Pages: pp. 147-149
Since their first appearance in the 1970s, exception handling models in mainstream programming languages, frameworks, and platforms have not changed much. Modern exception handling mechanisms obviously differ in how to specify exceptions and their handlers, how to declare exceptions in module interfaces, how to specify protected regions, and how to continue the control flow after exceptions have been handled. However, these differences are insignificant, and exception handling models still rely on the same well-known traditional principles for structuring error recovery in software systems, such as supporting explicit separation between normal and exceptional behaviors.
Moreover, exception handling is still an afterthought issue and not much support for it has been provided throughout the software process, from requirement elicitation to software maintenance and evolution. With the heterogeneity and complexity of contemporary software applications growing, there is a pressing need for an in-depth reflection about the most appropriate mechanisms and methods for exception handling across the software lifecycle. Sometimes, given the increasing uncertainty in open software systems, it is even necessary to identify and apply more dynamic mechanisms for exception handling. In fact, modern software applications, such as context-aware mobile systems and service-based processes, pose new error handling challenges, partly because they cannot be designed as a coherent whole. Their decentralized character means that collaborative exception handling is potentially more difficult to develop correctly and consistently. Separate ownership of components means that we cannot design for central control over (exception handling) evolution and upgrades.
Ten years ago, in the beginning of the new century, these concerns were first explicitly debated in the first special issue devoted to exception handling in the IEEE Transactions on Software Engineering. In many ways, this issue set the research agenda for the coming years, stimulating the research community's growing interest in issues related to exception handling engineering. Unfortunately, the take-up of the research ideas has not been very successful and a statement made in the issue still rings true: "many failures are caused by incomplete or incorrect handling of these abnormal situations." Even though such an inaugural special issue was of primary importance to the field, it was clear that we still did not know much about the real benefits and drawbacks of conventional exception handling in real-life software projects. It became clear that, in the first place, we needed a better understanding of why conventional exception handling models were not working properly in mainstream software development.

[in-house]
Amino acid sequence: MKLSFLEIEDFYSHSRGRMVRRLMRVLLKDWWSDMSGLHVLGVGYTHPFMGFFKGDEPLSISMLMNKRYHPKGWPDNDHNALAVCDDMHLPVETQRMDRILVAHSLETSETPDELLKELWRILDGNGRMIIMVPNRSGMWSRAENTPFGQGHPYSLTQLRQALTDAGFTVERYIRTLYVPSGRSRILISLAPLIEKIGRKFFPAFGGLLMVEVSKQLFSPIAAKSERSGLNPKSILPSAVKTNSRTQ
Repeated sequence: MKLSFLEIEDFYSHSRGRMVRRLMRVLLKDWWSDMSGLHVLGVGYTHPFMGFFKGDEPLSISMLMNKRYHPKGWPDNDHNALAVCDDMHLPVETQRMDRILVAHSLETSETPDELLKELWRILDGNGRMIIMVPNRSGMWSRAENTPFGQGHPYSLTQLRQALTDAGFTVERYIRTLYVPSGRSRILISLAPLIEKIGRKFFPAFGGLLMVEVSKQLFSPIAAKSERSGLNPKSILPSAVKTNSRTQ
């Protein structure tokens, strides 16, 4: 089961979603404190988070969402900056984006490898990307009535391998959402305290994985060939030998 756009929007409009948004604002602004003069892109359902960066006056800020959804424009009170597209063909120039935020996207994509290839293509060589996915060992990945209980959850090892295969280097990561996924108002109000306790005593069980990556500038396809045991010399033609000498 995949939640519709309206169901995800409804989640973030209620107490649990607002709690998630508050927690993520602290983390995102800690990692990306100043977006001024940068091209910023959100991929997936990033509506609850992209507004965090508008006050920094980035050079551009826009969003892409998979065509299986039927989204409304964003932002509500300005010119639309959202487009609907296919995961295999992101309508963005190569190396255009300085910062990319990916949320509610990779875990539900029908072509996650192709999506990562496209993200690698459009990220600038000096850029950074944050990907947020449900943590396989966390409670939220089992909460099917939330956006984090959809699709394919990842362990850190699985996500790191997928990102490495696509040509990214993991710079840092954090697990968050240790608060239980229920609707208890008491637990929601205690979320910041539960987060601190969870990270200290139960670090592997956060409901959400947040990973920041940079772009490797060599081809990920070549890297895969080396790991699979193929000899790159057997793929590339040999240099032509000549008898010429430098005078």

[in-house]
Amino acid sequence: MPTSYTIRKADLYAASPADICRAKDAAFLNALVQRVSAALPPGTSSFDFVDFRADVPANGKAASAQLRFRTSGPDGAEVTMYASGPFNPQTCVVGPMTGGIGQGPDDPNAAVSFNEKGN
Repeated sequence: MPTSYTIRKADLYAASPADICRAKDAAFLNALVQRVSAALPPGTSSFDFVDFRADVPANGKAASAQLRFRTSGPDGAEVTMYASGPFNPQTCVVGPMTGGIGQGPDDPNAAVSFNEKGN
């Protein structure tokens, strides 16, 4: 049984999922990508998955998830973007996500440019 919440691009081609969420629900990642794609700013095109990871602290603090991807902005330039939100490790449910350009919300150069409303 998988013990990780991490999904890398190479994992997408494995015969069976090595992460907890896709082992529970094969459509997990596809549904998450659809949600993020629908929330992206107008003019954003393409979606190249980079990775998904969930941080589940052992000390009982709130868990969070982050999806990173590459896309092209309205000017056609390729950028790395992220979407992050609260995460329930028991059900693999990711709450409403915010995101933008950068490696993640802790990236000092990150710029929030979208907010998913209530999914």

Over the last decade there have been some advances in this direction. A number of interesting empirical studies have emerged, providing some initial answers. Some recent field studies have determined that error-handling design in industrial applications typically exhibits poor quality independently of the underlying programming language or the application domain. Also, several researchers have recently pointed out that exceptions are a global design issue and should be treated systematically across the software lifecycle. However, many burning questions have not yet been answered. We still need to understand why conventional mechanisms for coping with exceptions continue to remain one of the major sources of poor software quality and failures in real-life software projects.